that aim to game the system.
•The bureau has implemented a new recusal policy
for BOEMRE employees to deal with real and per-
ceived conflicts of interest.
•Secretary Salazar and Director Bromwich launched
a full review of the use of National Environmental
Policy Act (NEPA), categorical exclusions, during
which they are not used to approve proposed deepwa-
ter drilling projects.
•As part of the reorganization, BOEMRE has cre-
ated multiple implementation teams tasked with ana-
lyzing various aspects of bureau’s regulatory structure
and helping to implement the reform agenda.
•Secretary Salazar and Director Bromwich estab-
lished the Ocean Energy Safety Advisory Committee,
a permanent advisory body of the nation’s leading sci-
entific, engineering and technical experts who provide
critical guidance on improving offshore drilling safety,
well containment and spill response.
•BOEMRE believes that public input is critical as it
safely explores and develops offshore resources. Public
comment is solicited in its environmental review and
regulatory programs for both oil and gas and renew-
able energy proposals. This is critical to science-based
decision-making that is transparent and accessible.
•Director Bromwich launched a recruitment cam-
paign to expand the bureau’s field of inspectors and
engineers, receiving more than 500 applications in
2 weeks.
•Director Bromwich also embarked on an April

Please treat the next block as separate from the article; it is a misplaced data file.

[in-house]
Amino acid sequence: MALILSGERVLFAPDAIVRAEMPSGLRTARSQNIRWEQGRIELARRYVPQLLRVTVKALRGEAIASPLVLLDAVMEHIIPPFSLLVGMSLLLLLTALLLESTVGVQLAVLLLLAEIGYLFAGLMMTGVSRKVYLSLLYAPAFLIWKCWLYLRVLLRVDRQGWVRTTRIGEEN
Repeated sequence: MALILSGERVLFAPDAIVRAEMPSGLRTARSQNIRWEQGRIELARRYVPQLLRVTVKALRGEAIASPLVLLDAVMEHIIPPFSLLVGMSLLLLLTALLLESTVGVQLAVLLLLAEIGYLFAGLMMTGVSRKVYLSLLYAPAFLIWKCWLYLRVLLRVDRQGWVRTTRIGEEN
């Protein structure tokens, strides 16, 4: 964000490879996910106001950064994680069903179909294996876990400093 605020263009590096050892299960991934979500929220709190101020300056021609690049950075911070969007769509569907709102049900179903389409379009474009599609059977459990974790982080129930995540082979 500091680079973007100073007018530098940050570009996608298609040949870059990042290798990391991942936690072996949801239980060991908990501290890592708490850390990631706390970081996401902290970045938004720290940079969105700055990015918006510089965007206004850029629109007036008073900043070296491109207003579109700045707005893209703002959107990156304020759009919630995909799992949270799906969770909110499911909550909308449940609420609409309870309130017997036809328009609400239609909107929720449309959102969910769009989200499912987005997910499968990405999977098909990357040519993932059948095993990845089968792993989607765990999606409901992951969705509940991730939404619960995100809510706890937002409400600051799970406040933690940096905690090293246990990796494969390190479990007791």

2011 recruitment campaign to expand the field of
environmental scientists, with visits to more than 10
top universities across the country. BOEMRE will hire
environmental scientists to do work in fields ranging
from environmental studies to NEPA review to envi-
ronmental compliance—all of which are critical to
the balanced development of offshore resources. The
bureau received more than 2,000 applications during a
6-week tour. x
underscoring its commitment to the stewardship of the
maritime environment.
Volume II includes findings on the causes, both
direct and contributing, of the Macondo blowout and
the resulting explosion and fire aboard the Deepwater
Horizon. In Volume II, JIT details evidence devel-
oped during the investigation and concludes that BP,
Transocean and Halliburton’s conduct in connection
with the Deepwater Horizon disaster violated many
federal offshore safety regulations under BOEMRE’s
Volume II also includes recommendations for
the continued improvement of the safety of offshore
In the wake of the Deepwater Horizon tragedy,
BOEMRE launched the most aggressive and com-
prehensive reforms to offshore oil and gas regulation
and oversight in U.S. history. The reforms strengthen
requirements for everything from well design and
workplace safety to corporate accountability. An addi-
tional rule, which will be made available for public
comment, will incorporate additional safety require-
ments related to the findings of the investigation. x
resulting oil spill and to make recommendations for
safe operations of future oil and gas activities on the
U.S. Outer Continental Shelf. JIT held seven sessions
of public hearings, received testimony from more than
80 witnesses and experts and reviewed a large number
of documents and exhibits pertaining to all aspects of
the investigation.
Volume I, released April 22, 2011, includes find-
ings on five aspects of the disaster under Coast Guard
jurisdiction, including the explosions on the mobile
offshore drilling unit (MODU) Deepwater Horizon; the
resulting fire; evacuations; the flooding and sinking of
the Deepwater Horizon; and the safety systems of the
MODU and its owner, Transocean. The Coast Guard’s
final action memo
details actions directed
by Admiral Papp, as
a result of JIT’s work,
reflecting the Coast
Guard’s commitment
to all of those affected
by this event and
Deepwater Horizon Final Report
continued from page 1

•Admiral Papp/Director Bromwich Cover Memo
•Volume I
•Volume II